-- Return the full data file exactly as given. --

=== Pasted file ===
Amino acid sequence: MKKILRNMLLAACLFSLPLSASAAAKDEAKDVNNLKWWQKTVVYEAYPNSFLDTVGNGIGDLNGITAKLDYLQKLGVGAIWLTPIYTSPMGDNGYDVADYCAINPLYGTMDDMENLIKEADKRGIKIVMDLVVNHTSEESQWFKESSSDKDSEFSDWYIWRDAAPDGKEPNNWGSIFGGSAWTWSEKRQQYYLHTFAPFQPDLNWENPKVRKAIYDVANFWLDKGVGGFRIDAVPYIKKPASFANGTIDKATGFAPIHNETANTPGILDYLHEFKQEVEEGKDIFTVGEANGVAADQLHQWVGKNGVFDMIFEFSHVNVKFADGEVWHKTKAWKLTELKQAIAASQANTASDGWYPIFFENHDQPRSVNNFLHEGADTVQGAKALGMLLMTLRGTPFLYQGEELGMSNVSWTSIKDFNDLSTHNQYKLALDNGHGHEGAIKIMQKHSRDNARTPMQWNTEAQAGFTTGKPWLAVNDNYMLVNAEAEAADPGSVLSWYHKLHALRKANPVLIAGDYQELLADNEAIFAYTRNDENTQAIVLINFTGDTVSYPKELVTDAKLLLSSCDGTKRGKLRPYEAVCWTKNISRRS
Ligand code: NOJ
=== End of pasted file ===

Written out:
Amino acid sequence: MKKILRNMLLAACLFSLPLSASAAAKDEAKDVNNLKWWQKTVVYEAYPNSFLDTVGNGIGDLNGITAKLDYLQKLGVGAIWLTPIYTSPMGDNGYDVADYCAINPLYGTMDDMENLIKEADKRGIKIVMDLVVNHTSEESQWFKESSSDKDSEFSDWYIWRDAAPDGKEPNNWGSIFGGSAWTWSEKRQQYYLHTFAPFQPDLNWENPKVRKAIYDVANFWLDKGVGGFRIDAVPYIKKPASFANGTIDKATGFAPIHNETANTPGILDYLHEFKQEVEEGKDIFTVGEANGVAADQLHQWVGKNGVFDMIFEFSHVNVKFADGEVWHKTKAWKLTELKQAIAASQANTASDGWYPIFFENHDQPRSVNNFLHEGADTVQGAKALGMLLMTLRGTPFLYQGEELGMSNVSWTSIKDFNDLSTHNQYKLALDNGHGHEGAIKIMQKHSRDNARTPMQWNTEAQAGFTTGKPWLAVNDNYMLVNAEAEAADPGSVLSWYHKLHALRKANPVLIAGDYQELLADNEAIFAYTRNDENTQAIVLINFTGDTVSYPKELVTDAKLLLSSCDGTKRGKLRPYEAVCWTKNISRRS
Ligand code: NOJ